Could Rosetta Stone be improved? Definitely. If they offered a User’s Guide which included a glossary, a grammar, an explanation of the code to decipher the Kanji and a table of pronunciation of the Kana, the syllabary of sounds. To read a newspaper you need to know at least 1,945 basic Kanji and all 101 of the Kana written in two sets of symbols. A Japanese schoolboy or girl learns only 76 Kanji in Grade One, then an average of 184 per year through Grades Six, and the last 949 in the three years of Middle School. It’s a nine-year proposition to learn all 1,945 Kanji in Japan, and even a first grader already knows Japanese.
But if a User’s Guide were offered it would contradict and invalidate the hype in selling the program: With Rosetta Stone, learning a language is promoted as always easy. You learn, according to the ads, with no effort, by sitting in front of your computer screen, and letting it all soak in.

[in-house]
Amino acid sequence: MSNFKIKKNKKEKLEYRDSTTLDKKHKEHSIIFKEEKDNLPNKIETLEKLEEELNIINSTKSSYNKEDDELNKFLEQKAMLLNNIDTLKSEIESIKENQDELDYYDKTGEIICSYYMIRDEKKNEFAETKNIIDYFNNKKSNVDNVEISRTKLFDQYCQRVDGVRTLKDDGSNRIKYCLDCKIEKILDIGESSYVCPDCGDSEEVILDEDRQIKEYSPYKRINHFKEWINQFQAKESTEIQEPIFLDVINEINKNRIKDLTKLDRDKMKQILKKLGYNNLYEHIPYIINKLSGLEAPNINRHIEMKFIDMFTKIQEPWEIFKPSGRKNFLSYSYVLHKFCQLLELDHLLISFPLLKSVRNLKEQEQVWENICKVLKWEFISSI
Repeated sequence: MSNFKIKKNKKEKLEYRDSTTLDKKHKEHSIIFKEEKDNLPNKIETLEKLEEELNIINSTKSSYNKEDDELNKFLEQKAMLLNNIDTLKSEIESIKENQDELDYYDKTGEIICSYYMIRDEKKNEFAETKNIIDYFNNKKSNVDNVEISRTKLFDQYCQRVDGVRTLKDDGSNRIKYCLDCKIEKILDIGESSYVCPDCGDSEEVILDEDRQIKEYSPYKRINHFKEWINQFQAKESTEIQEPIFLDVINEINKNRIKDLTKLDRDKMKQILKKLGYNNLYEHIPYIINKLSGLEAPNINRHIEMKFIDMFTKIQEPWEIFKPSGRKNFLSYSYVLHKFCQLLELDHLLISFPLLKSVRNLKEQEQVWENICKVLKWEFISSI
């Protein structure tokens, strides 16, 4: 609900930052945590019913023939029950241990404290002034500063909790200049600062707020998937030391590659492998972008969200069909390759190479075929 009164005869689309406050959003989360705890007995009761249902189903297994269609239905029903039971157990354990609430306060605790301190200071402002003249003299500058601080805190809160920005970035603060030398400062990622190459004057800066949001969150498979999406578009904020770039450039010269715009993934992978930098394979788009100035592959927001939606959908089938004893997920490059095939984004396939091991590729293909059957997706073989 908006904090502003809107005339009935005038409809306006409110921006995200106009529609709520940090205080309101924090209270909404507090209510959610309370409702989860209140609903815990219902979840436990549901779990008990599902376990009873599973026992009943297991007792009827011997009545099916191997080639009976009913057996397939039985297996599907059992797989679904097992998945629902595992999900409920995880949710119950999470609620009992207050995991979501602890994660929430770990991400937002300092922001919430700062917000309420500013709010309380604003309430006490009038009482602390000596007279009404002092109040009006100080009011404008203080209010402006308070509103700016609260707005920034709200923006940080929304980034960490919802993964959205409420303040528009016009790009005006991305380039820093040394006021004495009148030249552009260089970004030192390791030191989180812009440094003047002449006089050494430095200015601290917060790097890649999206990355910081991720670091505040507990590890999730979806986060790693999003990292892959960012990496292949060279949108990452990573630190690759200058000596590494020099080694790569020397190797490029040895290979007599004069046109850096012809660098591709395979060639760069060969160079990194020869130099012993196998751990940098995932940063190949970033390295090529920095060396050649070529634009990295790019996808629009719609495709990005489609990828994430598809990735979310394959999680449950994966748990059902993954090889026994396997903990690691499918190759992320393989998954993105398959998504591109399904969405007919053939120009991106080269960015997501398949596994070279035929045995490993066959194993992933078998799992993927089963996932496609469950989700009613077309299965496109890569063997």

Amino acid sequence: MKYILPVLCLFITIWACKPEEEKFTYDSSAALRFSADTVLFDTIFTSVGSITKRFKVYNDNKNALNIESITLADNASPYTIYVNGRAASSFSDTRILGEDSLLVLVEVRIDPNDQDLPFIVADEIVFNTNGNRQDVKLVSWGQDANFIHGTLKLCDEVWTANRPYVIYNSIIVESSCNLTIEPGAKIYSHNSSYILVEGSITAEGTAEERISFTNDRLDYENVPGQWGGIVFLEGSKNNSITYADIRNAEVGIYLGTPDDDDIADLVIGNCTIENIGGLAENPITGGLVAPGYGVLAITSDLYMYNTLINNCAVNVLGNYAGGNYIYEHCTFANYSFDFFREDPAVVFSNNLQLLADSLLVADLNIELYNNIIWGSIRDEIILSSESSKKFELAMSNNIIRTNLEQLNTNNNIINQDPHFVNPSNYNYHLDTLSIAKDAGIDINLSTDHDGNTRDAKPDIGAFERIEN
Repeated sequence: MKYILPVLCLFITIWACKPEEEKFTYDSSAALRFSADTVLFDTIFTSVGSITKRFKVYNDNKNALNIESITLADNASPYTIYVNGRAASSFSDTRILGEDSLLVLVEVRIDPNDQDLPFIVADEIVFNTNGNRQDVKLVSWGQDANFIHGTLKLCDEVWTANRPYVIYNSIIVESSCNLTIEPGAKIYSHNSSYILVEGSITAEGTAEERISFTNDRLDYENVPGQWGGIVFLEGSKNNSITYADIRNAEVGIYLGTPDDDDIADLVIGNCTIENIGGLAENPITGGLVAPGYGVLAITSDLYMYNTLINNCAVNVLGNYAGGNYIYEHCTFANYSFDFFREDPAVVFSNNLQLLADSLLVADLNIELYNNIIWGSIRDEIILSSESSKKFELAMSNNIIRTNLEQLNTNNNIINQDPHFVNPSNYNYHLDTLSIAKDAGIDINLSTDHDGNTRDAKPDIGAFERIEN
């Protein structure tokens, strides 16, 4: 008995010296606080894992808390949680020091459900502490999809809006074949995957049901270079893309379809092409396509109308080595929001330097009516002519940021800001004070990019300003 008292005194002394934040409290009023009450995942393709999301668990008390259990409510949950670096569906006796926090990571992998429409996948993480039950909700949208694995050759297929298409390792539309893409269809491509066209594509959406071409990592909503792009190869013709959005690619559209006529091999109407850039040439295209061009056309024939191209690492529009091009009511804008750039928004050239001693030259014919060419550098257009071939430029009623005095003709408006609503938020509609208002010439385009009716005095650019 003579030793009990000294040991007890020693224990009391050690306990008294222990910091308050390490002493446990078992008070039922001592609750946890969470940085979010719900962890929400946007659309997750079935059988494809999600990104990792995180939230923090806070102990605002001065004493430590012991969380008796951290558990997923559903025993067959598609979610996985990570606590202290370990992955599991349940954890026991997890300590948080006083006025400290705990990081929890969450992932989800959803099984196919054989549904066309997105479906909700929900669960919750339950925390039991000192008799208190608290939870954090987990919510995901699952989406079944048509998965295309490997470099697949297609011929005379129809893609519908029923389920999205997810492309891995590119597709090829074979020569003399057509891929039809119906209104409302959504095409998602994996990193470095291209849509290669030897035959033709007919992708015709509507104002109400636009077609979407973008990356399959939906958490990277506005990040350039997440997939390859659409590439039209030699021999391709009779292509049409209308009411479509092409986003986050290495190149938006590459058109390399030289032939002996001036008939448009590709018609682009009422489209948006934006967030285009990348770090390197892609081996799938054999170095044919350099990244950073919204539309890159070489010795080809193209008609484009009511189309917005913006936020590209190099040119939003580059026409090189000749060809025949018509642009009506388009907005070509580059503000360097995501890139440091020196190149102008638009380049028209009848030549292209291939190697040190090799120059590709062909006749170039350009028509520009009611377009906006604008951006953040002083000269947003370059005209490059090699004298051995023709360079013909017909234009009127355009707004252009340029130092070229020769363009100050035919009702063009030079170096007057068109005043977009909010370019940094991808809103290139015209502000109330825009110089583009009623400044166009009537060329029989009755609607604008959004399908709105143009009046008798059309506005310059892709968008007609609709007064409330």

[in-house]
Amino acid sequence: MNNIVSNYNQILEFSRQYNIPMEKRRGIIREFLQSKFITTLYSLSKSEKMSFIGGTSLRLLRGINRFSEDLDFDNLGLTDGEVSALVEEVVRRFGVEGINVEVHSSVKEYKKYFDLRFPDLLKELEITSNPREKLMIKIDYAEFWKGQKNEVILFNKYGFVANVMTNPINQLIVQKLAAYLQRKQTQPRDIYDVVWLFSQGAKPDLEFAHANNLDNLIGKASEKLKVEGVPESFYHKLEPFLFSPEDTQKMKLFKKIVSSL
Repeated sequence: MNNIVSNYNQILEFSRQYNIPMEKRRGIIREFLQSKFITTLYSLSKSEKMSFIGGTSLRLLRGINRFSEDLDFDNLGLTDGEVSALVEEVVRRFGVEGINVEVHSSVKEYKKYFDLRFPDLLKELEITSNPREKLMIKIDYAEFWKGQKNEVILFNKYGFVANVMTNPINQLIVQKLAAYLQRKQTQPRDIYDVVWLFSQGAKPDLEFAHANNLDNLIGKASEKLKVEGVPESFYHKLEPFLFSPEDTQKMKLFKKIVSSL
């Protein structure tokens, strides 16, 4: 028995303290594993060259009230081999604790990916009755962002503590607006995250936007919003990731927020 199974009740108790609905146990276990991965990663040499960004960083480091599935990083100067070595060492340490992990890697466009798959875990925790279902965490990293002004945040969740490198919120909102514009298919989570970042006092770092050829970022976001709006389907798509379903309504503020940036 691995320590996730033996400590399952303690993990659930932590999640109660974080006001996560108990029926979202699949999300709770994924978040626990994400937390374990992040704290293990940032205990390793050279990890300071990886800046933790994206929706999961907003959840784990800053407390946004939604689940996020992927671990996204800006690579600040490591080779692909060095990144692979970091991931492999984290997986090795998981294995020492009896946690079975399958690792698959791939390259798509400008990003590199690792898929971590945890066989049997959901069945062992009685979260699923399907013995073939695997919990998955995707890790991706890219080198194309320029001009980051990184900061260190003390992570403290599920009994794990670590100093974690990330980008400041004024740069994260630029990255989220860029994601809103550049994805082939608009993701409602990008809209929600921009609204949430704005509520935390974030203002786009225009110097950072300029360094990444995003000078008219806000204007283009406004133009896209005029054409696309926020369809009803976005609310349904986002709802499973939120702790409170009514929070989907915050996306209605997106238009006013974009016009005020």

Maybe some kind of a User’s Guide is now offered with Version 3 (I bought Version 2 when it came out), but probably not, and I am not willing to spend the money to find out.
Rosetta Stone’s tech support was no help. They could not answer some very fundamental questions: How many words are in the vocabulary? Are they, or do they include the 2,500 most frequently used words in newspapers? Do they include the 1,945 basic written Kanji? I asked if someone would find out and call back, but no one called back. When I asked what could be expected of the Japanese program for Rosetta Stone, I was told that after 45 minutes a day in front of the screen, one could carry on a conversation after nine months.
If Rosetta Stone can produce someone who has done that with their Japanese program, I’ll eat my Version 2 discs.